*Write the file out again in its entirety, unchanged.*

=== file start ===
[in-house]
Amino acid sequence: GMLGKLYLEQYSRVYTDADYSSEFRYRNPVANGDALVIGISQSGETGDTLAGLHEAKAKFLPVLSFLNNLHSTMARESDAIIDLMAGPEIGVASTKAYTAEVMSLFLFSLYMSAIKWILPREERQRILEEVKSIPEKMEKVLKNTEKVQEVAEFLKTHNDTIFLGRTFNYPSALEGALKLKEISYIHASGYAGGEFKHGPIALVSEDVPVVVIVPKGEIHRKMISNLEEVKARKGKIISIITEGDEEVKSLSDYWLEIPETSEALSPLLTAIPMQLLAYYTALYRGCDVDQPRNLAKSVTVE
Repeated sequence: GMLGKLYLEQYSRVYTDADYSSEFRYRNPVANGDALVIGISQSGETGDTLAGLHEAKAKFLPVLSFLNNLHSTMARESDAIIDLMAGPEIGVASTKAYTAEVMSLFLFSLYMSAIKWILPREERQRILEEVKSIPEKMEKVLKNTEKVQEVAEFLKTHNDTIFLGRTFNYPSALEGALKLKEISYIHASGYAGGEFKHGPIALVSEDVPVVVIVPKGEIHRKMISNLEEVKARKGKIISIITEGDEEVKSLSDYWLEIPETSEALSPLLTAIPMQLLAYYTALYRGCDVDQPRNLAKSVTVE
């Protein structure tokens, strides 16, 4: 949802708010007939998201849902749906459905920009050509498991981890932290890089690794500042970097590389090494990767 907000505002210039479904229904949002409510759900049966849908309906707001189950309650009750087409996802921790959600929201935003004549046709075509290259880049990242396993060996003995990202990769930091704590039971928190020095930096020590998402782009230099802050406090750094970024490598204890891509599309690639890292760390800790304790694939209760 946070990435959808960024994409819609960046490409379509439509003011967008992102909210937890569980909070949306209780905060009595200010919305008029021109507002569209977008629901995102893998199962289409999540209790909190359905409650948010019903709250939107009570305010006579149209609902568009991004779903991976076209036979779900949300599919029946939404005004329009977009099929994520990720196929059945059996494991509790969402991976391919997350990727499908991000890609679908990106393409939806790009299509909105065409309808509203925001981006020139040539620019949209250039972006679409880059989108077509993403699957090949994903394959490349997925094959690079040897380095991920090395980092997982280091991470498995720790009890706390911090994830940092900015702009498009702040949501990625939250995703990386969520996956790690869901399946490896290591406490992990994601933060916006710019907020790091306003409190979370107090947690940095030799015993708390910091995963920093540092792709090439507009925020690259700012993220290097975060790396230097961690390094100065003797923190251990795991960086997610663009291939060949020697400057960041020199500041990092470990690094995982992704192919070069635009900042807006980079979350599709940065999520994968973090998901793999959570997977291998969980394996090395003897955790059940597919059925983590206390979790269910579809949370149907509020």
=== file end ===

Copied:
[in-house]
Amino acid sequence: GMLGKLYLEQYSRVYTDADYSSEFRYRNPVANGDALVIGISQSGETGDTLAGLHEAKAKFLPVLSFLNNLHSTMARESDAIIDLMAGPEIGVASTKAYTAEVMSLFLFSLYMSAIKWILPREERQRILEEVKSIPEKMEKVLKNTEKVQEVAEFLKTHNDTIFLGRTFNYPSALEGALKLKEISYIHASGYAGGEFKHGPIALVSEDVPVVVIVPKGEIHRKMISNLEEVKARKGKIISIITEGDEEVKSLSDYWLEIPETSEALSPLLTAIPMQLLAYYTALYRGCDVDQPRNLAKSVTVE
Repeated sequence: GMLGKLYLEQYSRVYTDADYSSEFRYRNPVANGDALVIGISQSGETGDTLAGLHEAKAKFLPVLSFLNNLHSTMARESDAIIDLMAGPEIGVASTKAYTAEVMSLFLFSLYMSAIKWILPREERQRILEEVKSIPEKMEKVLKNTEKVQEVAEFLKTHNDTIFLGRTFNYPSALEGALKLKEISYIHASGYAGGEFKHGPIALVSEDVPVVVIVPKGEIHRKMISNLEEVKARKGKIISIITEGDEEVKSLSDYWLEIPETSEALSPLLTAIPMQLLAYYTALYRGCDVDQPRNLAKSVTVE
């Protein structure tokens, strides 16, 4: 949802708010007939998201849902749906459905920009050509498991981890932290890089690794500042970097590389090494990767 907000505002210039479904229904949002409510759900049966849908309906707001189950309650009750087409996802921790959600929201935003004549046709075509290259880049990242396993060996003995990202990769930091704590039971928190020095930096020590998402782009230099802050406090750094970024490598204890891509599309690639890292760390800790304790694939209760 946070990435959808960024994409819609960046490409379509439509003011967008992102909210937890569980909070949306209780905060009595200010919305008029021109507002569209977008629901995102893998199962289409999540209790909190359905409650948010019903709250939107009570305010006579149209609902568009991004779903991976076209036979779900949300599919029946939404005004329009977009099929994520990720196929059945059996494991509790969402991976391919997350990727499908991000890609679908990106393409939806790009299509909105065409309808509203925001981006020139040539620019949209250039972006679409880059989108077509993403699957090949994903394959490349997925094959690079040897380095991920090395980092997982280091991470498995720790009890706390911090994830940092900015702009498009702040949501990625939250995703990386969520996956790690869901399946490896290591406490992990994601933060916006710019907020790091306003409190979370107090947690940095030799015993708390910091995963920093540092792709090439507009925020690259700012993220290097975060790396230097961690390094100065003797923190251990795991960086997610663009291939060949020697400057960041020199500041990092470990690094995982992704192919070069635009900042807006980079979350599709940065999520994968973090998901793999959570997977291998969980394996090395003897955790059940597919059925983590206390979790269910579809949370149907509020």